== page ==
the bulk of the household chores. “The biggest issue is the kitchen, we seem to be the ones
who clean and tidy it most. It’s almost as though we’ve reverted back to the parental
responsibility for keeping things clean and tidy. Which we need to sort out because it’s
getting a bit irritating”.
In several households (across adult child and three generation categories) one generation
was unable to afford to live independently. In all cases in the research, those unable to
afford to move were in their late-twenties to early-thirties and some households had siblings
in this situation. In all but one case, this generation were not living with their partners. This
may suggest that part of the unaffordability issue was related to being a single household
with a single income (see David’s case study).
In some households (all but one were adult child households, the other was three
generations) living in a mutigenerational household gave the opportunity to save for the adult
child. In all but one case, people were saving for a deposit on their own home, in the other
case they were saving for a wedding.
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8.3.3 Ideological
For a few households (four of the three generation households and one adult child) there
were ideological drivers to living together. Living together was seen as culturally motivated,
in this case for households with Mediterranean origins, or beneficial to household members
through on-hand support.
“We wanted to live somewhere like this, so the children could enjoy it. My parents
wanted to see that too. And for future as well, so that my mum is now on her own
[recent widowhood], she’s with us. She helps us and hopefully we’ll be able to help
her... My mum is brilliant help with the children and [good] company, because my
husband works long hours. And, as mum gets older, hopefully we’ll be able to help
her out, like she has us” (Mary, three generation household).
“We’re very family orientated, my father was Italian and this is the way Italian families
live I’d have them all here [children and grandchildren] if I had the room!” (Linda,
three generation household).
Case study: Sarah
Sarah* (38) lives with her husband (48) and her two sons (3 and 16 months). Her parents
(aged 63 and 64) live in a property next door.
She and her husband bought the property for her parents as they enjoy each other’s
company. They have lived together before and all wanted to be close to the children. The
main motivation to live together was “you know the expression ‘it takes a village to raise a
child’”.
The extended family eat together regularly. Sarah’s husband is often away for work and her
parents “come and eat with me or all of us will go over to their house, so we actually land up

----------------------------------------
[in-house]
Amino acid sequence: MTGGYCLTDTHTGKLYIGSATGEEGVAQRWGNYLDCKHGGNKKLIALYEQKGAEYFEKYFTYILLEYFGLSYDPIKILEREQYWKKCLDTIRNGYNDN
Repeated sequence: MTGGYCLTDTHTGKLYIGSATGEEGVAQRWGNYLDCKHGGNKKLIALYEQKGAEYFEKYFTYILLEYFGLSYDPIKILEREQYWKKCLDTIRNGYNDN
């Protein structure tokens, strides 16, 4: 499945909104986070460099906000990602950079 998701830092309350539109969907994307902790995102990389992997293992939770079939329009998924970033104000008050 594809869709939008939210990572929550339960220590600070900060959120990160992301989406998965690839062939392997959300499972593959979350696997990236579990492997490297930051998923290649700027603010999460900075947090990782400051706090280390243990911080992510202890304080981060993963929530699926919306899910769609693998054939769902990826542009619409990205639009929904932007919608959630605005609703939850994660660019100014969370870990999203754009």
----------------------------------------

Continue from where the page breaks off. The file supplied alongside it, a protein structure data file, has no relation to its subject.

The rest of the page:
sharing a lot of meals together”.
She sometimes clashes with her mother, which is a challenge, but having their own
properties helps. “I think we’ve got it right. If we lived in the same house that would be very
challenging… because my mum and I are quite strong characters, so I think we would just
clash a lot more and because we have our own houses, we can just step back into our own
place and let the tension dissipate”. The main source of tension is ‘parenting’ styles with the
children, her mother allows bad behaviour that she wouldn’t.
Her mother has depression and Sarah appreciates being on hand to help, now and in the
future.
They are happy with their living arrangement and plan for it to be long-term. “It just works so
well for us, the whole family living situation. You’ve got privacy when you want it, you’ve got
support when you need it, you’ve got company when you want it. It’s just so fantastic for my
kids to be brought up in this environment. I don’t think any of us will have a desire to change
it”.
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8.3.4 Lack of motivation for independent living
In some households with adult children, the reasons for living together were less about being
motivated to live as one household and more a lack of motivation to live independently.
Some adult children had always lived in the family home and were happy to continue doing
so until there was a reason to move.
“It’s never been any other way, really and truly, it’s just that she’d never wanted to
move out, she didn’t go to uni or anything, which is quite often the case when they
move out and don’t come back but she didn’t do that. She didn’t go into Further
Education after college. And it’s just gone on that she’s never wanted – you know,
she could probably afford to and we’ve said ‘there’s nothing holding you here at all’.
It’s nice to have her company, but equally she’s her own person. If she wanted to she
could, but financially she’s quite low paid to have somewhere on her own and she
enjoys the company as well” (Liz, adult child household).
“We didn’t immediately expect her to move out just because she’s of age. It comes
about when they’re ready to fly the nest” (Jane, adult child household).
In one case, the adult child living independently had never been discussed or thought about:
Case study: Richard
Richard* (65) lives with his wife (64) and their son (33) in a five-bedroom property. Living in a
multigenerational household was not a planned or deliberate choice. “He just enjoys being
with us. It’s a question I’ve never asked him, he’s just part of the family that’s it.”
The family shares all the living space in the home and live as one household; “generally we